Greensburg Daily News, Greensburg, IN

Health

February 8, 2014

The Winter Blues: Recognizing seasonal affective disorder

Are you worn-out, irritable or lacking energy? Do you just want to eat and sleep? Winter is the season for an especially disabling form of depression called Seasonal Affective Disorder, or SAD. The cold, dark days of winter can bring depressive moods for a lot of people, mostly women. Seasonal Affective Disorder can significantly impair one’s quality of life, including relationships and overall health and mood.

What is Seasonal Affective Disorder?

Seasonal Affective Disorder (also called SAD) is a type of depression that follows the seasons. It has been linked to a biochemical imbalance in the brain prompted by shorter daylight hours and lack of sunlight in winter. The experience of SAD can be more than just the “winter blues,” and it is treatable.

Symptoms of SAD

Symptoms of SAD usually begin in October or November and subside by March or April. December through February is often the toughest time, and holiday loneliness and stress can increase symptoms. Symptoms of SAD include:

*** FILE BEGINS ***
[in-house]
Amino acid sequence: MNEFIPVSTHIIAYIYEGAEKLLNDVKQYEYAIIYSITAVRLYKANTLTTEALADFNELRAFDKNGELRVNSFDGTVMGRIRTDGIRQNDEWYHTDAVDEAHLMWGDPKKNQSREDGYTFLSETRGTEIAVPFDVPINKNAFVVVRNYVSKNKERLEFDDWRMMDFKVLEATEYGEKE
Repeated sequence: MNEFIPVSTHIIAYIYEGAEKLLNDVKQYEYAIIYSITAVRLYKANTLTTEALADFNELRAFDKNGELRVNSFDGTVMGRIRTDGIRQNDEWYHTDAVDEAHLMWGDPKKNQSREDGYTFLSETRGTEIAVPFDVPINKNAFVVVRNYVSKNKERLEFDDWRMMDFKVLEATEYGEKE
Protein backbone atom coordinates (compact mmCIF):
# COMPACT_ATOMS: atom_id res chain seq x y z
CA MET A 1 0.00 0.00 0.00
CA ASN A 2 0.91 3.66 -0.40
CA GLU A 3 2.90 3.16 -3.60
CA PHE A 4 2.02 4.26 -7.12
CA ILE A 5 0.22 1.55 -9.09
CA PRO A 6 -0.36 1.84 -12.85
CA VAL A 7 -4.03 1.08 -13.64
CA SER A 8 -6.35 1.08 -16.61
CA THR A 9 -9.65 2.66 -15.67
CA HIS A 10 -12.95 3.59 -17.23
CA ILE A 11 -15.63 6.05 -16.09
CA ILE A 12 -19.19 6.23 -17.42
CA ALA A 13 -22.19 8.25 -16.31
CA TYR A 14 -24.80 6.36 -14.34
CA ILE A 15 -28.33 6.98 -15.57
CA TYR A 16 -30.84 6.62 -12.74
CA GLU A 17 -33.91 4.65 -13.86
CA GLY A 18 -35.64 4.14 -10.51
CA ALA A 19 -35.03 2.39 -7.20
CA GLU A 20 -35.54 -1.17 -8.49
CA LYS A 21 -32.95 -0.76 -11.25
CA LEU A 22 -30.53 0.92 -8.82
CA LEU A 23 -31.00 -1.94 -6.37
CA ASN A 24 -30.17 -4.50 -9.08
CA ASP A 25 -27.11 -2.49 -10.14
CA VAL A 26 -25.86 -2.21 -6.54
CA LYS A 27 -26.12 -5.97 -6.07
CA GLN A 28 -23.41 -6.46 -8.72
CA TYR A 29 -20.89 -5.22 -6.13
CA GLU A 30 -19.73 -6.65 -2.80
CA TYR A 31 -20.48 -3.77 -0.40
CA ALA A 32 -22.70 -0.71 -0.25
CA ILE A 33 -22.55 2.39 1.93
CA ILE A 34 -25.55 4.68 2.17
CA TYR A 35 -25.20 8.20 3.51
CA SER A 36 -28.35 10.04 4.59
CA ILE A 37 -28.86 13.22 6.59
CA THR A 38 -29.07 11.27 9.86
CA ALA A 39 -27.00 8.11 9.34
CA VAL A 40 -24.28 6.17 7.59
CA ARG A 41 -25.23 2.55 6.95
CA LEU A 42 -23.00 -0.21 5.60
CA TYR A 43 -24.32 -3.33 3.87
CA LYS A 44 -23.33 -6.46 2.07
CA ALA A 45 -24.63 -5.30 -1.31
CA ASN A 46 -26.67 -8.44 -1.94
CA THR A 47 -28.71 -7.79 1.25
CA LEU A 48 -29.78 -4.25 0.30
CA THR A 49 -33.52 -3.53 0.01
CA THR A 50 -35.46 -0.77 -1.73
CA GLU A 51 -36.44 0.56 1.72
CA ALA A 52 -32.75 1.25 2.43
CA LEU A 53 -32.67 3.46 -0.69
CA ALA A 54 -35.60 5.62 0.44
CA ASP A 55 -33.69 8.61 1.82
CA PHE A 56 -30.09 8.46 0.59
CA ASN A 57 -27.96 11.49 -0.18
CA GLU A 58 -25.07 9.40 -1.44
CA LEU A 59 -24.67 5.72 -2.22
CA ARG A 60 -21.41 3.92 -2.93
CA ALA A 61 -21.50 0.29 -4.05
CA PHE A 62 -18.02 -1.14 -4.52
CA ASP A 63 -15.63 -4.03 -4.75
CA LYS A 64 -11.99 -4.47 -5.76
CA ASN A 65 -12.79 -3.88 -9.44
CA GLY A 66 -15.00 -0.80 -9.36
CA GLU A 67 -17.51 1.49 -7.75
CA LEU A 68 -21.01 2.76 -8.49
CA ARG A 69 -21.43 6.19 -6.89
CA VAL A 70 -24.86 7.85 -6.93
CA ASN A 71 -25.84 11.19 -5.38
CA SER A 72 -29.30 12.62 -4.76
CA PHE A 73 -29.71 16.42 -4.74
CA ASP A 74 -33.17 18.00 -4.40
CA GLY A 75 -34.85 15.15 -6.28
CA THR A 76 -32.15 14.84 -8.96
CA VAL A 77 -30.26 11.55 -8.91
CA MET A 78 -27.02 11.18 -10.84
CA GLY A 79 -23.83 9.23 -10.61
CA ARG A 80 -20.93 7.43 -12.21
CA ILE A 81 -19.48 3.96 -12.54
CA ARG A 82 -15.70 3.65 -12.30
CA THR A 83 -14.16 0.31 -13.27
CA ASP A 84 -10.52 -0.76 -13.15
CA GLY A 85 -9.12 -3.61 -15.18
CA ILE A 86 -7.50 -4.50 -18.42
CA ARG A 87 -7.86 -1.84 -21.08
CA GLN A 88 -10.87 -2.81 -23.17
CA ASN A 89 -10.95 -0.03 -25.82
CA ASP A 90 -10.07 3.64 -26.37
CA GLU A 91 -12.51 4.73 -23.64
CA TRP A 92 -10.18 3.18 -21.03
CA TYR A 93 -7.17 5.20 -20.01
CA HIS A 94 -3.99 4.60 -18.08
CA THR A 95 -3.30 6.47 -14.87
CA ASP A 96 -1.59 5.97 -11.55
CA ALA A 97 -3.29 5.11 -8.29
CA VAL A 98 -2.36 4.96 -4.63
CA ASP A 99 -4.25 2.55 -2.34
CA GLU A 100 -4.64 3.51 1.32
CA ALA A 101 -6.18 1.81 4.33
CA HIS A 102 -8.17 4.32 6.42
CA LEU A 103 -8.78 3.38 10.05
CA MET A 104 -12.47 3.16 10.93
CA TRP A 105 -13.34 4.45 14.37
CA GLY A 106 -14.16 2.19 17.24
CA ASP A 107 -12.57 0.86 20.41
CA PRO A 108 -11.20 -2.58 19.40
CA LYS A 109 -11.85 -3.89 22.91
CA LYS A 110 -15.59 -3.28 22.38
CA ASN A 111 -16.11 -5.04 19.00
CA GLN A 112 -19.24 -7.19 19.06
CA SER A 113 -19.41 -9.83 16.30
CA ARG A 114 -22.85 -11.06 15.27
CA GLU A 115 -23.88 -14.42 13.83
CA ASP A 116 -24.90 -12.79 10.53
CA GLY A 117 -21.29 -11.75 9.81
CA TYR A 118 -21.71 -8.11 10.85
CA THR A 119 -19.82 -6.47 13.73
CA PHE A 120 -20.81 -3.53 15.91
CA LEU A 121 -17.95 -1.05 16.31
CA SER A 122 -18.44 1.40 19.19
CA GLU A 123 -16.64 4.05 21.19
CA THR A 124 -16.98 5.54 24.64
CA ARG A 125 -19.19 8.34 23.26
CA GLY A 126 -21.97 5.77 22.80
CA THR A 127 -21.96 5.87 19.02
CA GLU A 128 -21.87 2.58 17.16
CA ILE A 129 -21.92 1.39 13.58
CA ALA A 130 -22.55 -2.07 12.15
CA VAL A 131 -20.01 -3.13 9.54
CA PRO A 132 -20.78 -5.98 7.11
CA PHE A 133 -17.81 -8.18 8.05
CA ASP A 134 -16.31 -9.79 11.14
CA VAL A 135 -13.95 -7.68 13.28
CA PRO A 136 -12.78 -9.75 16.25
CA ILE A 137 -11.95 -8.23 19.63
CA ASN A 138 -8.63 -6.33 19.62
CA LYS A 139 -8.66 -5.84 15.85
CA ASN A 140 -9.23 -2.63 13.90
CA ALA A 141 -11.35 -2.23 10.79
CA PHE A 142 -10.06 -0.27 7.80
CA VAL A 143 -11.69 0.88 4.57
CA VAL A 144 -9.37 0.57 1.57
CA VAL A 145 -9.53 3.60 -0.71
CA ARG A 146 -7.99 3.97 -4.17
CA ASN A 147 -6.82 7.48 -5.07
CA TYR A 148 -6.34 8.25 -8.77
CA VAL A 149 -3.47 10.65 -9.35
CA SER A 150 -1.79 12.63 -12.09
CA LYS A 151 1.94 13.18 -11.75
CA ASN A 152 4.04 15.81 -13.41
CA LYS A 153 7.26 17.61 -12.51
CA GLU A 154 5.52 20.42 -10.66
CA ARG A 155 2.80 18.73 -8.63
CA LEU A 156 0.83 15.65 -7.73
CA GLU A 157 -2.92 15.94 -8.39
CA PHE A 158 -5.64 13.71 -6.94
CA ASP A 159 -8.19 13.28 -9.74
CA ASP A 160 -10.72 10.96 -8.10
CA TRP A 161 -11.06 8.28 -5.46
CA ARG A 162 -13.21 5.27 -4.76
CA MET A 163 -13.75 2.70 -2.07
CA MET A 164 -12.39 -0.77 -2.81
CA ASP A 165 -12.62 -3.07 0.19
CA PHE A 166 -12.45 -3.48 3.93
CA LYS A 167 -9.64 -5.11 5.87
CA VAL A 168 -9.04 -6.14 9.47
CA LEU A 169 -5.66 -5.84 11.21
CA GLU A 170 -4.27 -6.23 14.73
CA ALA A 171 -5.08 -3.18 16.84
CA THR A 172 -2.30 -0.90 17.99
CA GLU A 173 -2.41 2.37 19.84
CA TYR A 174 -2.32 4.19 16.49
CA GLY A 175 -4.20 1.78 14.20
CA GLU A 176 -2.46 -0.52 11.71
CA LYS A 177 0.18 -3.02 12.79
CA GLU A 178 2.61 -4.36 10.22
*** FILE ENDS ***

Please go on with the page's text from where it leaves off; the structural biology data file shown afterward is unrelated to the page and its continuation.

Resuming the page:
• Feelings of depression, sadness, loss of self esteem and irritability

• Sleeping more than usual yet still feeling tired

• Increased appetite and cravings for carbohydrates and sweets

• Loss of energy and concentration

• Loss of enjoyment and lack of motivation or interest in activities or socialization

If these symptoms last for more than two weeks, or your daily living is impacted, contact a professional.

Who is at Risk?

• Younger people and women are most commonly affected by SAD. Women make up 75 percent of those diagnosed, yet men exhibit more severe symptoms.

• 10-20 percent of the U.S. population is affected by SAD (as many as half a million people per year).

• Individuals who live in northern regions or farther away from the equator experience SAD more often.

• Individuals who have a family history of SAD are more likely to be affected.

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